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Worker Shortages Key Concern as Governors of Iowa, Nebraska and South Dakota Meet

(Radio Iowa) The Republican governors of Iowa, Nebraska and South Dakota say they’re taking steps to address the region’s workforce shortage. The governors met in the Sioux City metro yesterday (Monday) for the 17th Tri-State Governors’ Conference and spoke to more than 200 business leaders. Iowa Governor Kim Reynolds says businesses are adjusting to address the workforce shortage and government must, too.

“We want to be a partner in that,” Reynolds says. “We want to help Iowans retrain, reskill, match them up with the opportunities that exist across the state.” South Dakota Governor Kristi Noem (NOHM, rhymes with “poem”) says she, Reynolds and Nebraska’s governor were criticized for the way they dealt with the pandemic, but Noem says their approach should be a selling point to get potential workers to move into the region.

“The recruitment of workers is important outside the state to fill the needs that we have,” Noem says. “In South Dakota, tourism is our second largest industry and we’re being creative in how we fill that workforce need.” Nebraska Governor Pete Ricketts says ending the extra federal money in unemployment checks will get more Nebraskans back in the workforce.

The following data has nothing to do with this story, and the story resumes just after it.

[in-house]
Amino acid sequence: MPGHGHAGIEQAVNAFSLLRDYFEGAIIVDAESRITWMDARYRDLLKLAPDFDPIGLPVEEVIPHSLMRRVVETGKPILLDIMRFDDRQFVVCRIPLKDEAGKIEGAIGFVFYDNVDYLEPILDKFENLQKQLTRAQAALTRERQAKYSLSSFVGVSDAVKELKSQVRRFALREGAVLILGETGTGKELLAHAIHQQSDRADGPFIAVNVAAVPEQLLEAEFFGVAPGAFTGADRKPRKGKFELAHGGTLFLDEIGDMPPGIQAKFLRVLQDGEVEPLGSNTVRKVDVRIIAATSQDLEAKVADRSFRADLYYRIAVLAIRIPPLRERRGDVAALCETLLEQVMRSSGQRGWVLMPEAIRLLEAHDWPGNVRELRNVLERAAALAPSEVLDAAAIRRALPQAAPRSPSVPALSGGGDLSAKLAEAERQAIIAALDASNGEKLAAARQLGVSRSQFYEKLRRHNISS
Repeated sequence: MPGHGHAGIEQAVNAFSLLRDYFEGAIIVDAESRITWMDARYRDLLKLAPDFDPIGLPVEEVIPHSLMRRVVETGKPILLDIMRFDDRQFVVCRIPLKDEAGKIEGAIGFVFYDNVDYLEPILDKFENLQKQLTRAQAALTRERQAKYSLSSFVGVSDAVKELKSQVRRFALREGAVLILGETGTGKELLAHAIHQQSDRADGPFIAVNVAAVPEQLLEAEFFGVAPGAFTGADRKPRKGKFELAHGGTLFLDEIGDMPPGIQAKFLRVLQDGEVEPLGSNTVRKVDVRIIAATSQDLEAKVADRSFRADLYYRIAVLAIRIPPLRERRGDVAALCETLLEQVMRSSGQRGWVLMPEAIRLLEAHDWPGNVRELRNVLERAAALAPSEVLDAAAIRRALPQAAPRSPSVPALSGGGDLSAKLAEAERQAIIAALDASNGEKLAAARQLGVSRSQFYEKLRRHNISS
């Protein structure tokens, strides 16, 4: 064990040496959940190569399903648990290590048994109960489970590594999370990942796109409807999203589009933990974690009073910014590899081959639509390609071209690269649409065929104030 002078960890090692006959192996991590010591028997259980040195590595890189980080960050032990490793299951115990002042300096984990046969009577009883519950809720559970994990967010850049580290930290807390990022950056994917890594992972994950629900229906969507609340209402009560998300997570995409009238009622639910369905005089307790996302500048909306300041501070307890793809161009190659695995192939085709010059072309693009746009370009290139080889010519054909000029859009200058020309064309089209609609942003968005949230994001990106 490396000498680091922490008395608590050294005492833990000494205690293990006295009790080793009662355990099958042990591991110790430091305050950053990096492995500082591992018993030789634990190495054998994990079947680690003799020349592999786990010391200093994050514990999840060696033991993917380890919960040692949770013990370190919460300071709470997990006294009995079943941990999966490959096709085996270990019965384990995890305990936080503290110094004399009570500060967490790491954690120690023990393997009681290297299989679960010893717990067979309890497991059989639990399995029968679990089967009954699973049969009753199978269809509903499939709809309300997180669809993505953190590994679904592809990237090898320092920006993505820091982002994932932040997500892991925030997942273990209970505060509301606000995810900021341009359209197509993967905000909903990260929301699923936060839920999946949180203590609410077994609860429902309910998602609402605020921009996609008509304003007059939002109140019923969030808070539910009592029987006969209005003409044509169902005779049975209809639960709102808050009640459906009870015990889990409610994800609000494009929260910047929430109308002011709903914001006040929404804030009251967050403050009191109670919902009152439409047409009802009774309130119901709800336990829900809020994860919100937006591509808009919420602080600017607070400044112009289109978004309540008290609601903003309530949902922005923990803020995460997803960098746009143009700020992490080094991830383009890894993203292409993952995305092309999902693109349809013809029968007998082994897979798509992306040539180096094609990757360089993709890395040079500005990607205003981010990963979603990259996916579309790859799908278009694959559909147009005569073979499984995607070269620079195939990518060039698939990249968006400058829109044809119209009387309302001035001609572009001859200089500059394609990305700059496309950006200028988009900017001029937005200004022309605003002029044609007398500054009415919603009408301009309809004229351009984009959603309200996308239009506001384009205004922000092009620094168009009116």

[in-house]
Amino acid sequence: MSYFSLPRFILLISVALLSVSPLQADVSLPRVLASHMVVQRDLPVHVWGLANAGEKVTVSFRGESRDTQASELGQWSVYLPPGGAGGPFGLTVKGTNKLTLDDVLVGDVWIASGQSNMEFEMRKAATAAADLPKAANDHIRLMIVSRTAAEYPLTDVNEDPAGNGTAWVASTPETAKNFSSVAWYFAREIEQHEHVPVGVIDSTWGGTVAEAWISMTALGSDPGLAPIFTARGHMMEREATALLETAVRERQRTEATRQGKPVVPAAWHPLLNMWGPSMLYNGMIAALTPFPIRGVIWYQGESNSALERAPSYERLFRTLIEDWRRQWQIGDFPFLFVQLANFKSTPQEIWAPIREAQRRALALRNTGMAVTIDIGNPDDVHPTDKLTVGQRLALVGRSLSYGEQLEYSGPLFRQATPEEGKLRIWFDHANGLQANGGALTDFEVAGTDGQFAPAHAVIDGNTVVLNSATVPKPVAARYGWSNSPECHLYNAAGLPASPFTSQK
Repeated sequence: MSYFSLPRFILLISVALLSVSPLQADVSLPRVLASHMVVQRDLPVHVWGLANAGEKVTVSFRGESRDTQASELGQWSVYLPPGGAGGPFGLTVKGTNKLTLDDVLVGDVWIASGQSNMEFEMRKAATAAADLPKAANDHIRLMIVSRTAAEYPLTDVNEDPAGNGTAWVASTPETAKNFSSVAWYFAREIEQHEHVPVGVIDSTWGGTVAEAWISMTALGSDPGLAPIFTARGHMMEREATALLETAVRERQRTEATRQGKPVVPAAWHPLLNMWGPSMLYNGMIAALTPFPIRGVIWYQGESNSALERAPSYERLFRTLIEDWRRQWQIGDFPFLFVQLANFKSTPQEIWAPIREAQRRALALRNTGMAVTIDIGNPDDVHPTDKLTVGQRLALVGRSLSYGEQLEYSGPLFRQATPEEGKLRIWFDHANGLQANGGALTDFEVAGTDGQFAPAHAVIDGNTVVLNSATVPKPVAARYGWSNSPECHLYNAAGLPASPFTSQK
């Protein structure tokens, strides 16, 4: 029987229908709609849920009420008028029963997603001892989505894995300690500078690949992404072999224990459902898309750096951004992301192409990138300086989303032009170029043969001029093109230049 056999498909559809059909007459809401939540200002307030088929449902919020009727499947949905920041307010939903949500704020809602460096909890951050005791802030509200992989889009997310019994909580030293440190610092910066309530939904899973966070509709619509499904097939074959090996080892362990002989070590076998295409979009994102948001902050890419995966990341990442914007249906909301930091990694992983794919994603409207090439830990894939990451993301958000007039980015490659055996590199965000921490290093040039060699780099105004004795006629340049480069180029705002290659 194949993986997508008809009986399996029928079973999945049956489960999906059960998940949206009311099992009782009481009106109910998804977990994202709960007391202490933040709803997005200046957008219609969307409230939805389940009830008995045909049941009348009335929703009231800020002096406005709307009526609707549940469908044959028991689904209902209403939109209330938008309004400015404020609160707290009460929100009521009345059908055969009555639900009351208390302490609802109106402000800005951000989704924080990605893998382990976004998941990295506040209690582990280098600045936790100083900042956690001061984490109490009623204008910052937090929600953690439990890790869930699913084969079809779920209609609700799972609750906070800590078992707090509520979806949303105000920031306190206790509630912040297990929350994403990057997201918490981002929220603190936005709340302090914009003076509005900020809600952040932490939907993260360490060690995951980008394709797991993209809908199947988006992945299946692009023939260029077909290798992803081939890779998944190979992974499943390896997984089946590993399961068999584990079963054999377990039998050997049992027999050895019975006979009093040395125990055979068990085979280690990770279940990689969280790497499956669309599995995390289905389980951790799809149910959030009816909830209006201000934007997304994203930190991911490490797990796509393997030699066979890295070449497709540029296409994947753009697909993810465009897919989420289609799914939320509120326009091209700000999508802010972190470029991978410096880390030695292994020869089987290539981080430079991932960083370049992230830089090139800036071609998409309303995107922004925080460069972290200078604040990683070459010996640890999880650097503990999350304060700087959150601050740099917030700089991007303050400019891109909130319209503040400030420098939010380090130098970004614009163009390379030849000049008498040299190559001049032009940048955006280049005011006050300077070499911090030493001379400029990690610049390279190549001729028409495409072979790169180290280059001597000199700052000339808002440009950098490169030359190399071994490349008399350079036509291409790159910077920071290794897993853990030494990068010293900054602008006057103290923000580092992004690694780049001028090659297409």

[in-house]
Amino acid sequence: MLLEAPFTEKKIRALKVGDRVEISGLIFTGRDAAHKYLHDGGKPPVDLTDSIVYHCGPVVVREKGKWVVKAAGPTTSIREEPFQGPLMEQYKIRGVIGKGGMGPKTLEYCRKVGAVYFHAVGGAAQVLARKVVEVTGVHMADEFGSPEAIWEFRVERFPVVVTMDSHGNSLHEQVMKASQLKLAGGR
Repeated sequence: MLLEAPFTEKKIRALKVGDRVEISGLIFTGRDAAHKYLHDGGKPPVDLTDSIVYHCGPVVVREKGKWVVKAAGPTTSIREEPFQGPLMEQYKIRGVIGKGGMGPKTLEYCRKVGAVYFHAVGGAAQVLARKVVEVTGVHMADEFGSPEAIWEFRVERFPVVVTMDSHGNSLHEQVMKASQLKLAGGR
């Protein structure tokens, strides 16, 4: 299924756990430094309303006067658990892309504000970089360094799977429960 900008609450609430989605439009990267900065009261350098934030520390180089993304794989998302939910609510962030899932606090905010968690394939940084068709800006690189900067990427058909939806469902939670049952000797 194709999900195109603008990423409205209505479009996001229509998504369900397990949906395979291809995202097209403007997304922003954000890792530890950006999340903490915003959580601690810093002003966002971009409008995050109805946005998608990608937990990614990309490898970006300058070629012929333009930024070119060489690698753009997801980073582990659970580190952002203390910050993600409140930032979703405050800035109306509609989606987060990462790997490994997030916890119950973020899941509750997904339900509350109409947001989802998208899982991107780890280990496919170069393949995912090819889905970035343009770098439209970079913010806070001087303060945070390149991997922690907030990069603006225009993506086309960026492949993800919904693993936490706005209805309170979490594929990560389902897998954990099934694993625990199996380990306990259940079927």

“Wages are driven by the market and I think employers should pay what the market is demanding to be able to employ people,” Rickett says, “but I also don’t believe that the government should be competing with employers on that.” The Tri-State Governors’ Conference which is held every two years in the Sioux City area. One business leader told the three governors that states must act because there just aren’t enough workers, not because of the pandemic, but because older workers are retiring and there aren’t enough younger workers to fill those jobs.
(Woody Gottburg, KSCJ, Sioux City)

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